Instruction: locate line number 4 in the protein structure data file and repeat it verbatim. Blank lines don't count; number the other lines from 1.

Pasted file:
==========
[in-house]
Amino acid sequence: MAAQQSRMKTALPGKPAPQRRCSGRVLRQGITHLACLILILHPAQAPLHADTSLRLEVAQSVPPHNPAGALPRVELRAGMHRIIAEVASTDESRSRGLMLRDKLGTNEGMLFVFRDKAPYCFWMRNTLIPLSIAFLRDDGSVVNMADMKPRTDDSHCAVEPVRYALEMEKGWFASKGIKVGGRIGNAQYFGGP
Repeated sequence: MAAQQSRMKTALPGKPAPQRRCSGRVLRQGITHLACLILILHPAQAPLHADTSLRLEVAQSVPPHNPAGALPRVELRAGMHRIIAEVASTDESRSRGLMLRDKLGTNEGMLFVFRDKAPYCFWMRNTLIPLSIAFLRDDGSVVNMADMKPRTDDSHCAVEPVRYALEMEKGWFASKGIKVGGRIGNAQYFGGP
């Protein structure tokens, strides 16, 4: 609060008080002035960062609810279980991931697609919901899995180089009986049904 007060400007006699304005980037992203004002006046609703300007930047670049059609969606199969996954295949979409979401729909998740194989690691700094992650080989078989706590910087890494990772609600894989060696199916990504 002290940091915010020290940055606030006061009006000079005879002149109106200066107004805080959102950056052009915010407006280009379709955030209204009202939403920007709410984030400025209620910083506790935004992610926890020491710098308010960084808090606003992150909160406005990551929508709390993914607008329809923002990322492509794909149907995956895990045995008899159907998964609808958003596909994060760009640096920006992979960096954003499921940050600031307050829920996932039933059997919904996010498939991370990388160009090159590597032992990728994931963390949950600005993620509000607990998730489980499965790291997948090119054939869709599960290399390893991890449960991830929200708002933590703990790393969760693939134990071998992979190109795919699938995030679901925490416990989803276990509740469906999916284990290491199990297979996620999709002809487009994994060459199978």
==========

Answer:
């Protein structure tokens, strides 16, 4: 609060008080002035960062609810279980991931697609919901899995180089009986049904 007060400007006699304005980037992203004002006046609703300007930047670049059609969606199969996954295949979409979401729909998740194989690691700094992650080989078989706590910087890494990772609600894989060696199916990504 002290940091915010020290940055606030006061009006000079005879002149109106200066107004805080959102950056052009915010407006280009379709955030209204009202939403920007709410984030400025209620910083506790935004992610926890020491710098308010960084808090606003992150909160406005990551929508709390993914607008329809923002990322492509794909149907995956895990045995008899159907998964609808958003596909994060760009640096920006992979960096954003499921940050600031307050829920996932039933059997919904996010498939991370990388160009090159590597032992990728994931963390949950600005993620509000607990998730489980499965790291997948090119054939869709599960290399390893991890449960991830929200708002933590703990790393969760693939134990071998992979190109795919699938995030679901925490416990989803276990509740469906999916284990290491199990297979996620999709002809487009994994060459199978």